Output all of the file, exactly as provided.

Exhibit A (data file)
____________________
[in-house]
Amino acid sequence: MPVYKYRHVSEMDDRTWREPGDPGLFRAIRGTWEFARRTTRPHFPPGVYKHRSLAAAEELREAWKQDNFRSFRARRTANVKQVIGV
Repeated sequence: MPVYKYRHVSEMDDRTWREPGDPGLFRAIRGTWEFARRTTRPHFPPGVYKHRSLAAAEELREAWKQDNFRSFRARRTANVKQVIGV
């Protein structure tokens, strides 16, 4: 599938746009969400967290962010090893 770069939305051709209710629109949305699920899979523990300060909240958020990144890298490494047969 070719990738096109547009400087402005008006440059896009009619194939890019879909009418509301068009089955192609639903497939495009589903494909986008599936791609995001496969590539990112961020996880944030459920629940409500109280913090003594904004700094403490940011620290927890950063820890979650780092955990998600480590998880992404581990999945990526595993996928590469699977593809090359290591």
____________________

[in-house]
Amino acid sequence: MPVYKYRHVSEMDDRTWREPGDPGLFRAIRGTWEFARRTTRPHFPPGVYKHRSLAAAEELREAWKQDNFRSFRARRTANVKQVIGV
Repeated sequence: MPVYKYRHVSEMDDRTWREPGDPGLFRAIRGTWEFARRTTRPHFPPGVYKHRSLAAAEELREAWKQDNFRSFRARRTANVKQVIGV
């Protein structure tokens, strides 16, 4: 599938746009969400967290962010090893 770069939305051709209710629109949305699920899979523990300060909240958020990144890298490494047969 070719990738096109547009400087402005008006440059896009009619194939890019879909009418509301068009089955192609639903497939495009589903494909986008599936791609995001496969590539990112961020996880944030459920629940409500109280913090003594904004700094403490940011620290927890950063820890979650780092955990998600480590998880992404581990999945990526595993996928590469699977593809090359290591």